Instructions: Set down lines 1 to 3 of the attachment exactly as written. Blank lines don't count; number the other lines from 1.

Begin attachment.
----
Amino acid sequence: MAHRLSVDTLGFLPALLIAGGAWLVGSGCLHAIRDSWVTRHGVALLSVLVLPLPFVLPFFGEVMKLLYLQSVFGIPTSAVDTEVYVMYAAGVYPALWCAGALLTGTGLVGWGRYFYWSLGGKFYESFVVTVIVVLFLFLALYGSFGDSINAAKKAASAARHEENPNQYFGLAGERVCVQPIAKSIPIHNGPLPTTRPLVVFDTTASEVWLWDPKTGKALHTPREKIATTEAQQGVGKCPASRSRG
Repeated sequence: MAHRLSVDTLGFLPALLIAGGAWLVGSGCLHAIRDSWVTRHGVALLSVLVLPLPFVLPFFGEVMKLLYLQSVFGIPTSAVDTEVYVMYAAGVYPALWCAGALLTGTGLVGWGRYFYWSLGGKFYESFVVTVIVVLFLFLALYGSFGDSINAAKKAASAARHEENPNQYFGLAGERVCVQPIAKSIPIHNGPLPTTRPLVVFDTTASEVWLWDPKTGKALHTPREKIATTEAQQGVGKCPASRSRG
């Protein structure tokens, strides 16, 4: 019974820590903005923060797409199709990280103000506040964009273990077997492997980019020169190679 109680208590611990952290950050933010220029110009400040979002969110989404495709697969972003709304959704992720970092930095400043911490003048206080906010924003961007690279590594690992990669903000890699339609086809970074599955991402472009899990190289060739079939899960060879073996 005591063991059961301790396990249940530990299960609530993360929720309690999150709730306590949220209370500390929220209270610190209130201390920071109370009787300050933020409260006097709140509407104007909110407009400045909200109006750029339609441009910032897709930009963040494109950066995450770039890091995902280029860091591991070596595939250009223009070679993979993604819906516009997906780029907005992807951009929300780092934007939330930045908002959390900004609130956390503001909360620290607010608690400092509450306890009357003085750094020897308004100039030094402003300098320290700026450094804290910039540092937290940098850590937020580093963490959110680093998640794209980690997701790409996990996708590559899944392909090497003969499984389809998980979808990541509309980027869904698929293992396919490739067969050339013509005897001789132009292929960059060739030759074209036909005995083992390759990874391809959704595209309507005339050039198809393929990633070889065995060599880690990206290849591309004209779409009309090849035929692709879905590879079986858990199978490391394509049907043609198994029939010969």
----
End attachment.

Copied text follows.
Amino acid sequence: MAHRLSVDTLGFLPALLIAGGAWLVGSGCLHAIRDSWVTRHGVALLSVLVLPLPFVLPFFGEVMKLLYLQSVFGIPTSAVDTEVYVMYAAGVYPALWCAGALLTGTGLVGWGRYFYWSLGGKFYESFVVTVIVVLFLFLALYGSFGDSINAAKKAASAARHEENPNQYFGLAGERVCVQPIAKSIPIHNGPLPTTRPLVVFDTTASEVWLWDPKTGKALHTPREKIATTEAQQGVGKCPASRSRG
Repeated sequence: MAHRLSVDTLGFLPALLIAGGAWLVGSGCLHAIRDSWVTRHGVALLSVLVLPLPFVLPFFGEVMKLLYLQSVFGIPTSAVDTEVYVMYAAGVYPALWCAGALLTGTGLVGWGRYFYWSLGGKFYESFVVTVIVVLFLFLALYGSFGDSINAAKKAASAARHEENPNQYFGLAGERVCVQPIAKSIPIHNGPLPTTRPLVVFDTTASEVWLWDPKTGKALHTPREKIATTEAQQGVGKCPASRSRG
């Protein structure tokens, strides 16, 4: 019974820590903005923060797409199709990280103000506040964009273990077997492997980019020169190679 109680208590611990952290950050933010220029110009400040979002969110989404495709697969972003709304959704992720970092930095400043911490003048206080906010924003961007690279590594690992990669903000890699339609086809970074599955991402472009899990190289060739079939899960060879073996 005591063991059961301790396990249940530990299960609530993360929720309690999150709730306590949220209370500390929220209270610190209130201390920071109370009787300050933020409260006097709140509407104007909110407009400045909200109006750029339609441009910032897709930009963040494109950066995450770039890091995902280029860091591991070596595939250009223009070679993979993604819906516009997906780029907005992807951009929300780092934007939330930045908002959390900004609130956390503001909360620290607010608690400092509450306890009357003085750094020897308004100039030094402003300098320290700026450094804290910039540092937290940098850590937020580093963490959110680093998640794209980690997701790409996990996708590559899944392909090497003969499984389809998980979808990541509309980027869904698929293992396919490739067969050339013509005897001789132009292929960059060739030759074209036909005995083992390759990874391809959704595209309507005339050039198809393929990633070889065995060599880690990206290849591309004209779409009309090849035929692709879905590879079986858990199978490391394509049907043609198994029939010969």